A change would do you good

By Brigid O Gorman|24 October 2013

Law firms need to embrace change, Robert Milliner, a former chief executive partner of King & Wood Mallesons, said at the Australasian Legal Practice Management Association (ALPMA) Summit last week.

“[Clients] want more for less delivered in a different way,” said Milliner (pictured), a senior advisor at UBS and the current B20 Sherpa for Australia , when giving his talk entitled Where are you leading your firm?, at the Summit in Sydney’s Entertainment and Convention Centre last Friday (18 October).

Milliner said that the GFC caused a seismic shift in the legal market in Australia and worldwide.

“We’ve seen an increase in in-house legal departments as a better and cheaper way of doing things, and that increase in in-house legal departments isn’t just influenced by cost ... during the GFC there was pressure on corporate businesses [and] it actually drove in-house legal departments much closer to the corporate function, and that has created a different relationship than that which existed in 2008.”


Milliner added that technology and the entrance of global firms to the Australian market have also had major impacts on law firms.

“We’ve got to think globally and across markets and the competitive rivalry [in Australia] is intense,” said Milliner. “What that means is that this market is no longer as attractive [to global firms] as it was.”

Bad copies

Milliner also criticised what he described as the “mini-me” approach that has existed among Australian firms up to now; where a firm simply identified its most successful competitor and copied what it was doing.

“That will no longer work in this market,” he said. “If all that you are doing is copying a rival you can’t be very successful.”


“The only way to get more-than-average profits in a competitive market is to be different and more competitive than the others,” he added.

“If you stop innovating you will be eaten up by everybody else that innovates around you.”

Milliner also said that he doesn’t believe any firms will go out of business in the next year or two “unless they’ve done something radically stupid”, but that he thinks profits will continue to fall.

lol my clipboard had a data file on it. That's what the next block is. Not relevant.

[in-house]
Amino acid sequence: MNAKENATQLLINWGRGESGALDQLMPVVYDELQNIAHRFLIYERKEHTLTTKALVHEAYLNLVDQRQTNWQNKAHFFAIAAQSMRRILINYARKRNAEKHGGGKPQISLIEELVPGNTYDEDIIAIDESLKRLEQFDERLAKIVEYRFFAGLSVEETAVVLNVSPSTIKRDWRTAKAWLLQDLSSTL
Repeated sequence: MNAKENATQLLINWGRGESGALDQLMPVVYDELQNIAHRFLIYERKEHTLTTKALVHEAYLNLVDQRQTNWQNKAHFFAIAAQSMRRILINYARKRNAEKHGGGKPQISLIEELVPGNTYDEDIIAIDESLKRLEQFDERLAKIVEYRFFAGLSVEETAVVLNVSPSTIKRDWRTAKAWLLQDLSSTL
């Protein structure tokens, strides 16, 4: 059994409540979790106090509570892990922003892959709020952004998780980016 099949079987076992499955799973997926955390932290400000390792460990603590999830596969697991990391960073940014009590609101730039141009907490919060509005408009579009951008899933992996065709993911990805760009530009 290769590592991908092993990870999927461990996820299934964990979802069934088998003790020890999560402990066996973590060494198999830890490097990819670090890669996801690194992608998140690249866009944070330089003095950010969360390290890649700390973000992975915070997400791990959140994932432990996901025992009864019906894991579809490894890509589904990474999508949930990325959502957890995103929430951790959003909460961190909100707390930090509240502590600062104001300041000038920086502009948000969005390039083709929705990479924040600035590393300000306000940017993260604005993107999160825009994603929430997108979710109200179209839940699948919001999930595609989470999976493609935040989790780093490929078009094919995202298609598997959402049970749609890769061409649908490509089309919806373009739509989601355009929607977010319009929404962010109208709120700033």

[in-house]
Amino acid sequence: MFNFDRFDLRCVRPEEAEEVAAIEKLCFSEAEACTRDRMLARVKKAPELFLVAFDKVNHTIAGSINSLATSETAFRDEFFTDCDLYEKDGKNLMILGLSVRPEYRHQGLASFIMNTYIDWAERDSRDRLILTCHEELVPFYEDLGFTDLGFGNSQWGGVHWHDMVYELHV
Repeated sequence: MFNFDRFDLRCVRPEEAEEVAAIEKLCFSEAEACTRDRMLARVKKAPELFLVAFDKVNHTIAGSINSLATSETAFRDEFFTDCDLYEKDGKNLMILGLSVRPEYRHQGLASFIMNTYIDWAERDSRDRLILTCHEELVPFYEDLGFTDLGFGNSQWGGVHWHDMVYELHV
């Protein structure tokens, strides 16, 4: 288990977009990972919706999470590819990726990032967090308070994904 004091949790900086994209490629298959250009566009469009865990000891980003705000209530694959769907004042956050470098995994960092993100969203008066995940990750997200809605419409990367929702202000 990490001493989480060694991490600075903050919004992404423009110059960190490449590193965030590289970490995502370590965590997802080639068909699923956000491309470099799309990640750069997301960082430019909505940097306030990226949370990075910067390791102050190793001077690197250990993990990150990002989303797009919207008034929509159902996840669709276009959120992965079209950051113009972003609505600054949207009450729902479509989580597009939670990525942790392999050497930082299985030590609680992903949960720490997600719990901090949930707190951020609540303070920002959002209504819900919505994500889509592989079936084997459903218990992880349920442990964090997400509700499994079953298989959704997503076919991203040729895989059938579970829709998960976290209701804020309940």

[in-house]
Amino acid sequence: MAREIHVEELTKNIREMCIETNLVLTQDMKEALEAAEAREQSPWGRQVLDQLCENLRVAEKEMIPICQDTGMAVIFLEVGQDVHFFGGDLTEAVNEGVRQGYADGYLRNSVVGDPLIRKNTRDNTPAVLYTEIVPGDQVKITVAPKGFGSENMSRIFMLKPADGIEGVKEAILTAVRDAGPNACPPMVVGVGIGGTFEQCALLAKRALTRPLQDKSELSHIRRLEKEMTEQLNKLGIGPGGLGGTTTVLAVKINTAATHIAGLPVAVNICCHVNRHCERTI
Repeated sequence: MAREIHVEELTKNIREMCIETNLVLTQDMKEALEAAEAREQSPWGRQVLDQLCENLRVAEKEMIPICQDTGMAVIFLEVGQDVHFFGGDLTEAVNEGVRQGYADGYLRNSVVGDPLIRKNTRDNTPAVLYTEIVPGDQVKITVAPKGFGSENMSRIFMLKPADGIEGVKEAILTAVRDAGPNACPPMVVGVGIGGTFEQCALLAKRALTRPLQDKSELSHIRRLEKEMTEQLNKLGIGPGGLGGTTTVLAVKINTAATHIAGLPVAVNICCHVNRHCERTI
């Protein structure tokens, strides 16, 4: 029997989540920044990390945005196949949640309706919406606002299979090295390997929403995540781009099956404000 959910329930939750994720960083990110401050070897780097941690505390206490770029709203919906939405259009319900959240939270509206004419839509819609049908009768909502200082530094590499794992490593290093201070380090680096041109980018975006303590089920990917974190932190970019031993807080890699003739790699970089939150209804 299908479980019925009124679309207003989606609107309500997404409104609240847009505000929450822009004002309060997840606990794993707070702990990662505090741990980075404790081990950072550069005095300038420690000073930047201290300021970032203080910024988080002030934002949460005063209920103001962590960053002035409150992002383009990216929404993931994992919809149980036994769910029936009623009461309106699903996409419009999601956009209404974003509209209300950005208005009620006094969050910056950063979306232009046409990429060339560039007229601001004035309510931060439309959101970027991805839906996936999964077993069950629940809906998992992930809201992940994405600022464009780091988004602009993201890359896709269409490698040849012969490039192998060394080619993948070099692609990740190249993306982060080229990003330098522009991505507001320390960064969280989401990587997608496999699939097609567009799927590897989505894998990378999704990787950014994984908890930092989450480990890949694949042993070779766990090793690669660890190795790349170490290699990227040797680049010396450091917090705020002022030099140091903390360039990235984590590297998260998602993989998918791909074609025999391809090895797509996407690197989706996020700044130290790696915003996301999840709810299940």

“Firms need to do some purely strategic thinking ... far beyond budgets [and ask] why is your firm there?”

Milliner added that firms need to look at what is unique about their firm and about legal practice generally – what are the parts that cannot be replaced by competitors from outside the legal industry.

“If you look at where we are now, the most successful area for a lot of firms is litigation,” said Milliner. “Not the traditional discovery part ... but the advocacy part.

“It’s not easily substituted, you can’t have other people providing that service, and barriers to entry around advocacy skills are quite high,” he added.

Leading from the back

Milliner also said that firms need to look at their leadership structure and take a whole-of-firm rather than a hierarchical approach to leadership.

“It’s informal leadership that has the power to drive the biggest organisational changes [and] good leaders look to encourage others to lead.”

He added that firms that fail to allow leadership “from below” are wasting talent.  

“Firms have got bundles of incredibly well-educated, highly-intelligent, capable people who are underutilised in [a leadership] sense because what they are told to do is write legal advice.”



A change would do you good
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